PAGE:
By Laura Lennie, News Staff
Author Diana Walsh describes her book, Empty Cradle, as “a labour of love and a labour of hate.”
The Stoney Creek resident spent a year writing the true crime memoir, which details the abduction of her newborn baby 19 years ago.
“It brought everything to the forefront again, which was difficult, but then it’s a good accomplishment once it’s done and out there. The support that I’ve got from my family, from the community has been amazing and the feedback that I’ve got so far from people that have read it has been really great,” Walsh said. “I’ve done a lot of (book) signings at different stores and it’s been interesting because people are talking to me and sharing their experiences because they can really relate to the sense of loss. They’ve shared some really intimate stories and I’ve met some really interesting people.”
Walsh experienced every parent’s worst nightmare in December 1993.
A stranger – disguised as a nurse – stole her newborn baby daughter, Shelby, from Burlington’s Joseph Brant Memorial Hospital two days before Christmas.
The story made national and international headlines.
“(The experience was) pretty chaotic,” Walsh said. “I have a pretty large family and my husband has a pretty large family, so we really relied on them a lot for support to get through it. That was obviously a really awful time for all of us and extended family as well.”
Shelby was rescued from a Burlington motel room, where she had been hidden, on Christmas Eve 1993, 11 hours after her kidnapping. She was unharmed.
Walsh kept her feelings about those awful 11 hours locked inside for years.
She thought about writing a book about the experience. And after receiving words of encouragement from her sister, she set out on a cathartic journey.
“I toyed with the idea of writing a book, I just started writing and it was, really, like a compulsion and then I just didn’t stop until it was done,” she said. “It did really help me to get a little bit desensitized to it to actually talk about it, write it down and of course, it’s much easier to write about it, than it is to talk about it. It was sort of my vehicle to get the story out there.”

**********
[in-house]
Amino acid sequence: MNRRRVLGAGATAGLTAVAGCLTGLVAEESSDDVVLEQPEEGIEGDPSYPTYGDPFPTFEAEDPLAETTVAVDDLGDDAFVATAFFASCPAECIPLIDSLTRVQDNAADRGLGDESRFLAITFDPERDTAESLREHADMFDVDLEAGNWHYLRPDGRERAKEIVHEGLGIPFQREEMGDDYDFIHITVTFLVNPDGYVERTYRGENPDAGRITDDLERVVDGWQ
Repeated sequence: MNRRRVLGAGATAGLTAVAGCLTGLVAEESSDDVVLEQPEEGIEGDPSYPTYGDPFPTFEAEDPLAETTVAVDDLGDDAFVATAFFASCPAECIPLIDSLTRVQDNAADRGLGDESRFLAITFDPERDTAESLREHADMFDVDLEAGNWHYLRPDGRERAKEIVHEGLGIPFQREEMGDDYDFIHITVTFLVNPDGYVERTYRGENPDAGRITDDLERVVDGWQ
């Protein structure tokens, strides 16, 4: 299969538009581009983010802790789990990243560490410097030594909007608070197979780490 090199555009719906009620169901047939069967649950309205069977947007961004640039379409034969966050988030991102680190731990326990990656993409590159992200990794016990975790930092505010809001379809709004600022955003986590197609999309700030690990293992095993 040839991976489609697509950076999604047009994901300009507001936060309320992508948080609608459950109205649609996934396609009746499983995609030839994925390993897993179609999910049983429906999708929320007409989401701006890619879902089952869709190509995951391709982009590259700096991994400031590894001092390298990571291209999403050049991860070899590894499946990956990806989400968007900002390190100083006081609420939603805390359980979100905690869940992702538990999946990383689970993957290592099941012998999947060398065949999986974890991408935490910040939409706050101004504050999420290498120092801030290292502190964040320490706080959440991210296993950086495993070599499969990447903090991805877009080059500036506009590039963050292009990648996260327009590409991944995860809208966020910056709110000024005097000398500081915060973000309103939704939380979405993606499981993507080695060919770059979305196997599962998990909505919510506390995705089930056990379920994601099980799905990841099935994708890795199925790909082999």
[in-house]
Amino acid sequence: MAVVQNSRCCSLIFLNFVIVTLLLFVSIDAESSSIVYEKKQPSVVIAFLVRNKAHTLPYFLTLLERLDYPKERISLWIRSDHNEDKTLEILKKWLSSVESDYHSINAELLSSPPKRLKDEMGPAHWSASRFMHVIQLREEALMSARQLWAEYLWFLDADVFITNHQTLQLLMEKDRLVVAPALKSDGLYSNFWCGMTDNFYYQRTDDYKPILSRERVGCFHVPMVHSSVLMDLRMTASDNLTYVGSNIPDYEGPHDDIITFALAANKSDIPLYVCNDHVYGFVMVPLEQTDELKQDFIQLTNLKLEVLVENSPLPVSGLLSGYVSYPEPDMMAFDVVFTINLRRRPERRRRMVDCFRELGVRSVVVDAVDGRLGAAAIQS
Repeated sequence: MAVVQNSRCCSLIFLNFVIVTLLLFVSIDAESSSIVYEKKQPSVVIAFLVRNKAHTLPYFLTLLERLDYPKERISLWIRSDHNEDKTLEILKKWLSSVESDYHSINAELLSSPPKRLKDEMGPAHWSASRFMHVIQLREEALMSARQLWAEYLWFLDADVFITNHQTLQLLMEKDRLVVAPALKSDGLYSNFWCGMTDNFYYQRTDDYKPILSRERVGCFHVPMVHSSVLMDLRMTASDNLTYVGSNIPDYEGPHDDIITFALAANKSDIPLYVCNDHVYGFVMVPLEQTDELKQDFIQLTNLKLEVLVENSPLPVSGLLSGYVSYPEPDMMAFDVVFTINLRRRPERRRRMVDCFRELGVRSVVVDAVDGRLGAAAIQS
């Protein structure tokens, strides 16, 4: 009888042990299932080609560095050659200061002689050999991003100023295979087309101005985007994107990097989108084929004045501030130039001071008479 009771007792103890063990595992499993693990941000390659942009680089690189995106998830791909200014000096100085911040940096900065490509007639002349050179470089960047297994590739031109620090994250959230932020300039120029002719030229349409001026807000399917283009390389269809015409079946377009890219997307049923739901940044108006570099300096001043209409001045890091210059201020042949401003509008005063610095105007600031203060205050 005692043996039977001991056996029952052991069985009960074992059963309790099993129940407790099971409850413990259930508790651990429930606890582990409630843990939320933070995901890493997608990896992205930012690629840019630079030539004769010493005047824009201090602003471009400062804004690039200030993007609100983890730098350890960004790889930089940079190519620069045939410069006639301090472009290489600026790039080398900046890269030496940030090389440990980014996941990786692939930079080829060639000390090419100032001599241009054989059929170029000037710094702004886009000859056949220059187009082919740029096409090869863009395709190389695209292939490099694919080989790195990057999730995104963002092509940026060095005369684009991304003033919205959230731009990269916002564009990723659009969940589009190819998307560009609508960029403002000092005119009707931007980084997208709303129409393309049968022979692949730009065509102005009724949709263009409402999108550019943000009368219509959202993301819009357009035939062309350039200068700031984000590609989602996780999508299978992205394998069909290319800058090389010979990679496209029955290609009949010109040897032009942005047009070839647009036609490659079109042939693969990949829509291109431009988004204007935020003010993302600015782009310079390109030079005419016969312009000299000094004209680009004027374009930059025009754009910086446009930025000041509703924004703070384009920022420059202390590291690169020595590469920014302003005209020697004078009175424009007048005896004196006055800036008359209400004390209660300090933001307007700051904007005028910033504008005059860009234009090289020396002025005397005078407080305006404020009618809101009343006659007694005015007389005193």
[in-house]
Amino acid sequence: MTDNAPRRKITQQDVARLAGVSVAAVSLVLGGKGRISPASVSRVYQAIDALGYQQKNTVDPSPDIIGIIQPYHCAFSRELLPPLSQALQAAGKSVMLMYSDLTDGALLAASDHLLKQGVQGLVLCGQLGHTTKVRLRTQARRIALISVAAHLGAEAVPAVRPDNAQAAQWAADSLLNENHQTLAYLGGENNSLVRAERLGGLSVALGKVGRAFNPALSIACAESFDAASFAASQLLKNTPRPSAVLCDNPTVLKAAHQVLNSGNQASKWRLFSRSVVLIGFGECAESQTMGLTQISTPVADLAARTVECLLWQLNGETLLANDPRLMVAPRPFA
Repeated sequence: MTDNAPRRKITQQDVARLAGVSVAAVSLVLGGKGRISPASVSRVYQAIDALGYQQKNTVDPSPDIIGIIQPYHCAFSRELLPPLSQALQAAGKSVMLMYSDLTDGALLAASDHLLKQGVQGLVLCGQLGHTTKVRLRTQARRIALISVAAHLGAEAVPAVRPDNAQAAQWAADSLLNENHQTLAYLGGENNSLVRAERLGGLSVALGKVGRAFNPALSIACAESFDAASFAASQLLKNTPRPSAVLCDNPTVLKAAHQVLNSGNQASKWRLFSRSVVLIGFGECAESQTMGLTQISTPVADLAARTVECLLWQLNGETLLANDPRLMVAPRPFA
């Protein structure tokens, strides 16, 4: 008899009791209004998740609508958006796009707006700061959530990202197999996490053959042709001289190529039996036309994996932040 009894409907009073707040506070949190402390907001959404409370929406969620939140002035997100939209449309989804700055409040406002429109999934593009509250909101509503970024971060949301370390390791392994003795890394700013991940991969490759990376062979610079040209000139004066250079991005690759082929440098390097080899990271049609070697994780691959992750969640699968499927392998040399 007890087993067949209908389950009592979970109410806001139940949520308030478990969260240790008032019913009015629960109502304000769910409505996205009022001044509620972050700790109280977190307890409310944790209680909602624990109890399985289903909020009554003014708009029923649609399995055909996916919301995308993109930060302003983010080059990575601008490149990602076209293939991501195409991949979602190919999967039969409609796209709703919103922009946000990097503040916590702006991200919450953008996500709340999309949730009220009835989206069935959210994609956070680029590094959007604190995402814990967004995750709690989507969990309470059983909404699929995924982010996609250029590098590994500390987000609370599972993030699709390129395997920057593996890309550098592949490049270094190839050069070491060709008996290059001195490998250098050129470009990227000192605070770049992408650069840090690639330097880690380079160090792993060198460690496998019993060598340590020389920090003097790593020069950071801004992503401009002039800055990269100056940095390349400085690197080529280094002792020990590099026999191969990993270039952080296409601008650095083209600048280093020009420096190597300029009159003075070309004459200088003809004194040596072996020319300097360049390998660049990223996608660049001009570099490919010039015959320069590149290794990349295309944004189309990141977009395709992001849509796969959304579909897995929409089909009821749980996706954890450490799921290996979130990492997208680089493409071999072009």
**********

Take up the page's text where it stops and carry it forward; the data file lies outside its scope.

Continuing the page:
Walsh’s first draft took about three months.
“Because of the trauma of the event, I had forgotten a lot of it,” she said. “I kept a pen and paper beside my bed. When I remembered something, I would jot it down. I would just add it to what I had.”
Walsh used freedom of information legislation to obtain police reports and court documents to fill in some of the gaps in her memory.
She also spoke with police officers who worked the case, reviewed media articles and newscasts from the time and spoke with family members who lived the experience with her.
The result is Walsh’s personal recollection of the time leading up to and surrounding the abduction of Shelby.
Empty Cradle, which was published in September, is touted as a “true crime” story that tracks the lives of Walsh and the kidnapper until their paths cross.
“I did two timelines to show that you can come from similar backgrounds, but there’s that element of choice in terms of which direction you go from there. I think most people do go through trauma and go through hard times, but it’s really up to you how you want to proceed from there,” Walsh said, adding background information she obtained on the kidnapper helped paint a picture of how the kidnapper’s life had unfolded.
“Also, not to excuse the choices that people make, but it sort of helps you to understand that when people take a wrong turn, there’s usually some history there as to why they ended up the way that they did. Not to excuse her actions because we have one life to live and it’s really up to us in the end.”
The fake nurse who kidnapped Shelby was Karen Susan Hill, who pleaded guilty to kidnapping and was sentenced to seven years in prison and then deported to the U.S. to face weapons and fraud charges.
Walsh said Shelby is doing “really well” today.
“I’m trying to keep her somewhat isolated from this process (interviews) because it is something that I don’t want her to have to go through unless she makes that choice. (Readers) will hear a little about what she’s doing in the book; she is going to school, she’s happy, she’s making a life for herself,” she said. “The only recollection she has is seeing how the rest of the family kind of coped with the trauma over the years, so I think she almost feels in a way that it’s not really her story because she was so young at the time.”
Walsh said she hopes readers will realize there are more than 350 children missing in Canada every year. She wants to bring a heightened awareness so people will stop and take a look at posters.
“They could make the difference between a missing and found child, some small detail, you just never know if you can help in some small way,” she said.
“Also, what I’m finding from people approaching me that have read the book is they can really relate to the idea of keeping secrets and how unhealthy it is for them and that when they’ve shared their story, they’ve found it’s healing.
“I hope that maybe this (book) will encourage other people to speak their truths as well – sometimes showing your own vulnerability can help other people kind of cope with theirs.”
Walsh will be signing her book Friday, Nov. 16 from 2 p.m. to 6 p.m. at the Indigo Eaton Centre location in Toronto.
For more information on this local author and Empty Cradle, visit www.dianawalsh.ca.